4 thoughts on “Bright New Idea: Drug Test Welfare Clients

Add yours

  1. Please, Turn the Page:

    1. You may not believe in Poetry,
    2. History, or Geometry— at least
    3. If there’s a ‘Triangle;’ however,
    4. It seems a risk that you don’t know
    5. That Art is something that can show
    6. You life without a dollar sign, that
    7. Life has Life sewn in each rhyme, and
    8. In a song, a book, and friend, where
    9 . Dollars would not flex–nor spend
    10. Themselves on things that harm—
    11. Like toxins used to fish and farm.
    12. Your job’s to help Maine’s people sow
    13. Their wonder, and help goodness grow!
    14. Each worker seeks a better place,
    15. And toils for love, and toils for grace,
    16. And cares for people rich and poor,
    17. And welcomes those with less–and more.
    18. The people, land, and their goodwill
    19. Ought make your heart and soul stand still,
    20. And marvel that you have the right
    21. To view with mercy all our plight,
    22. And come to see with transformed sight
    23. That freedom rings both day and night
    24 When you respect each person’s right
    25. To celebrate democracy.
    26. You must not lock the door to that,
    27. Or we shall take your key!

    1. A ritual tradition in Maine for 15 years, on Jan. 5, 2011, as requested by him, no poem was read at the inauguration of Governor Paul LePage.
    3. The Triangle Shirtwaist Factory Fire, March 25, 1911 in NYC, resulted in 146 deaths of mostly women and young girls who were locked inside the upper floors of the factory where they were working. The tragedy inspired progressive new labor laws that greatly improved job safety.
    5. In March, 2011, a 36’ mural depicting people at work, in Maine, was spirited away from the Maine Department of Labor to an undisclosed location. Governor LePage claimed that the mural was one-sided because it portrayed only workers, and not ‘job creators.’
    9–12.Speaking about the dangers of environmental pollution and bisphenol (BSP), Governor Lepage said: “The only thing that I’ve heard is if you take a plastic bottle and put it in the microwave and you heat it up, it gives off a chemical similar to estrogen. So the worst case is some women may have little beards.”
    23-25. “Kiss my butt.” was the response of Governor Paul LePage, when he refused an invitation to attend a Maine NAACP meeting in Jan., 2011. He added: “They are a special interest… End of story. And I’m not going to be held hostage by special interests.” Also, in November, 2011, Maine Republican Party attempts were made (but failed) that would have overturned an existing law that permitted Maine voters to vote and register on the same day; however, to continue to make it more challenging for people to participate in democratic processes a legislative session in 2012 will meet to determine if there will be a requirement for a valid photo I.D., in order to cast a ballot in future Maine elections.
    26-27. The People of Maine will have the opportunity to reconsider who they cast their vote for in the next gubernatorial election. The ‘key’ to the “way life should be, democratically speaking, will be determined by the people at that time.

    Sincerely, Unidentified Freedom Oasis, a concerned Maine Citizen, 2011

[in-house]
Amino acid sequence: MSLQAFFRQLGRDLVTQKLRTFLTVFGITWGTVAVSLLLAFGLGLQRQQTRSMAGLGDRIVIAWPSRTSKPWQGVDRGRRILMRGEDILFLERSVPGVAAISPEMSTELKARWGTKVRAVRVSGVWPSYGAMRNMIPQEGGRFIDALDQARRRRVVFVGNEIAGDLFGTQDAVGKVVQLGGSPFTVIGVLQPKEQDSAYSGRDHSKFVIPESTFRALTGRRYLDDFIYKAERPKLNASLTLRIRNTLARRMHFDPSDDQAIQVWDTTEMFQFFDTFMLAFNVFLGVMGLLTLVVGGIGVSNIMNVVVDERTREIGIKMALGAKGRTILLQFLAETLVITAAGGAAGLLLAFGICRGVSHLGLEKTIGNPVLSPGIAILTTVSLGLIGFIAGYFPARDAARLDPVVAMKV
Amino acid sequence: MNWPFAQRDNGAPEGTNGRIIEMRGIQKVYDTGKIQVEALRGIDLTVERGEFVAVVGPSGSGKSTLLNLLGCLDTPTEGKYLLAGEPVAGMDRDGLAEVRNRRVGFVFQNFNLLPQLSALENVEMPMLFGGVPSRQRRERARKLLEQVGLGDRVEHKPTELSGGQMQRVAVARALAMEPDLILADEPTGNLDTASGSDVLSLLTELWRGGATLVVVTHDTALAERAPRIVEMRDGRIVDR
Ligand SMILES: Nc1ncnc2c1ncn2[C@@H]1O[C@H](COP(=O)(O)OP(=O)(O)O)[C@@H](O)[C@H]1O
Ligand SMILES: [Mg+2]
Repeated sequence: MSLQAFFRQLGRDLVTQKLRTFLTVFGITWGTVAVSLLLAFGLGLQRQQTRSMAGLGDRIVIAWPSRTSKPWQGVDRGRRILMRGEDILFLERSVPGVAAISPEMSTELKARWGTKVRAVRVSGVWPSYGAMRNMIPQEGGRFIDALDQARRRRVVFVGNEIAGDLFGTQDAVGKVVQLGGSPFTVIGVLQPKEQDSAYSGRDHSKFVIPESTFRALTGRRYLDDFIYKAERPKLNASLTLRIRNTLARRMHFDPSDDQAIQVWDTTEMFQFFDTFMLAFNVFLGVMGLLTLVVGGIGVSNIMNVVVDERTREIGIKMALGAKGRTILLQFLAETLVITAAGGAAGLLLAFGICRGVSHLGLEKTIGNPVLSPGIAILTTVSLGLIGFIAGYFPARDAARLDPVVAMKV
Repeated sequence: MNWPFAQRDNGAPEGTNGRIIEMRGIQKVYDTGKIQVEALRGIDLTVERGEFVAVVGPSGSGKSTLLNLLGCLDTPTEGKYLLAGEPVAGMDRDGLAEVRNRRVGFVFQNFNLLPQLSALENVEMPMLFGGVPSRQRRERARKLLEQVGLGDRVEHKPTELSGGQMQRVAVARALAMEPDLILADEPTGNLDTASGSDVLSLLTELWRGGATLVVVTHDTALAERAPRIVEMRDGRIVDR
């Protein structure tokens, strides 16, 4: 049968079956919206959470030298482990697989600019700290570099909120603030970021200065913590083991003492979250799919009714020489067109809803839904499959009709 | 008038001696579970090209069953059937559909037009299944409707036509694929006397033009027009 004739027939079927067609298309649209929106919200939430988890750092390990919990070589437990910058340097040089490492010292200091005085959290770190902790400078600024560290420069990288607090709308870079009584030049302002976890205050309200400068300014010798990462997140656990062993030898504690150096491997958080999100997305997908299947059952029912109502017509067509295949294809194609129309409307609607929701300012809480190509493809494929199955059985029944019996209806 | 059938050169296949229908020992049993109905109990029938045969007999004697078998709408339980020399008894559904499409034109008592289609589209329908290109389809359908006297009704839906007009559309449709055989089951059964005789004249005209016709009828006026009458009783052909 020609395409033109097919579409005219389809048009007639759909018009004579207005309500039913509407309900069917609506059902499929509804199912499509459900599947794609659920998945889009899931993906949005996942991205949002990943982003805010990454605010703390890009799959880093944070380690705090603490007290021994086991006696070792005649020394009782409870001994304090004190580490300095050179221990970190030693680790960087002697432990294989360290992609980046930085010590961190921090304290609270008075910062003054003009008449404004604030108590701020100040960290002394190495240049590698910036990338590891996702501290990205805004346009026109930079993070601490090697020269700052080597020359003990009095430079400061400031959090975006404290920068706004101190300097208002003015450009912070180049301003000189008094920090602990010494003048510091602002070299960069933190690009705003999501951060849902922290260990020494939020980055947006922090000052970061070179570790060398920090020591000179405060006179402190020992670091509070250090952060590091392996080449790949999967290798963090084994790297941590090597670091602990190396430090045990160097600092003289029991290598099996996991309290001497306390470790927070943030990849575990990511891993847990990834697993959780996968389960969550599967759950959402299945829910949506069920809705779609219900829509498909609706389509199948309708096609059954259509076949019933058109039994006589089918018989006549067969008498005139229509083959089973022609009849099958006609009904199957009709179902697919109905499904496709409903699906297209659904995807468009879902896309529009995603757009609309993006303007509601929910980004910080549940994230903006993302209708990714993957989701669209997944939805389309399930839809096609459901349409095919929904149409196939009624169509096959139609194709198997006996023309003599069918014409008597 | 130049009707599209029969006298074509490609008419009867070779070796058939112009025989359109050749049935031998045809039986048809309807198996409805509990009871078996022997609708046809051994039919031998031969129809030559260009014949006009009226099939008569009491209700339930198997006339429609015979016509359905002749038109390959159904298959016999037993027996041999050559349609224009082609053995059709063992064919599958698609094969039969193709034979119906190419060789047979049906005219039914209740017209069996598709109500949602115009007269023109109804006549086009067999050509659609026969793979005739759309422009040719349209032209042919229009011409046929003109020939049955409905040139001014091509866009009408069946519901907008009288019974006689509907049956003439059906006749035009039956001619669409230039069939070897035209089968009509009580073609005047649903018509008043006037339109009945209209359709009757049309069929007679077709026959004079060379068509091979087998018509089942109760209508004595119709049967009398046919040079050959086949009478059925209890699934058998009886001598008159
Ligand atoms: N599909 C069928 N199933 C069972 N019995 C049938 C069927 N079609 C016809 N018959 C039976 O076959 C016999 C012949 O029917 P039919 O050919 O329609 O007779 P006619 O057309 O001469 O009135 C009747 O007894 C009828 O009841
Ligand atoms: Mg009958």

1. Sherrie,

      Thank you so much for being such an attentive reader of my blog entries. While I’m just learning my way in the Blog form, your responses are most encouraging. I shall continue!

      I knew you were a Jazz Singer and an exquisite writer, but I didn’t know that you did poetry and loving satire. I can’t tell from this email whether you’ve posted this directly on-line as a comment to the piece I wrote. I don’t even know if the comment function will allow long comments. I sure hope that it does and that you do post this as a comment. What a wonderful addition to the Blog.

      Thanks again.


  2. Dear Will:

    Oh my! Your comments are welcome and warming in a sometimes icy world. Because I strive to express myself unselfconsciously, as much as possible, and wanting to tell things from the heart without fear of mean-spirited responses, I appreciate your support to be transparent. It’s risky, but worth it to try and speak openly and honestly. When I write I try not to imagine being a specimen in a cold, sterile lab, with little bits and pieces of my thinking carved into nearly atom-size bits, just the right size for scanning under an electron microscope, or swabbed gingerly with carefully applied strokes onto freshly made agar, in a Petri dish, waiting for someone to comment on how remarkably wrong, how unmistakably incoherent, or how blatantly stupid I am. I know that can happen; it is possible — and when I think of it, when I contemplate the possibility of someone being intentionally cruel I hold my head up, sing to myself, and pray for white light to surround me. I sing, or recite a special saying and look over my shoulder, bravely, like a lone girl whistling past a graveyard, past a very bleak looking graveyard whose trees are barren and cold, chilled to the core like the partially exposed but buried rectangles of honed granite, tipping this way and that like drunken sentinels guarding the dead, then spy the half-moon shaped stones, with their rivulets of frost on them, punched midway into the ground below leafless, skeletal branches, whose acorns have long been swept away by small critters and wind. There are names on them too, the stones, and sometimes mine is one of them; it is inevitable, after all.

    Regarding this forum, like you, I am entering in as a novice myself, so we have the chance to learn together, again. And, to address your recent query, it does appear that the ‘comment’ feature of the blog is working all right, for I did reply to you directly on the blog itself, and it looks like it took my entire poem, with footnotes. Also, in an error I’ve made it seems like I may have posted the poem more than once—apologies for that, if I did.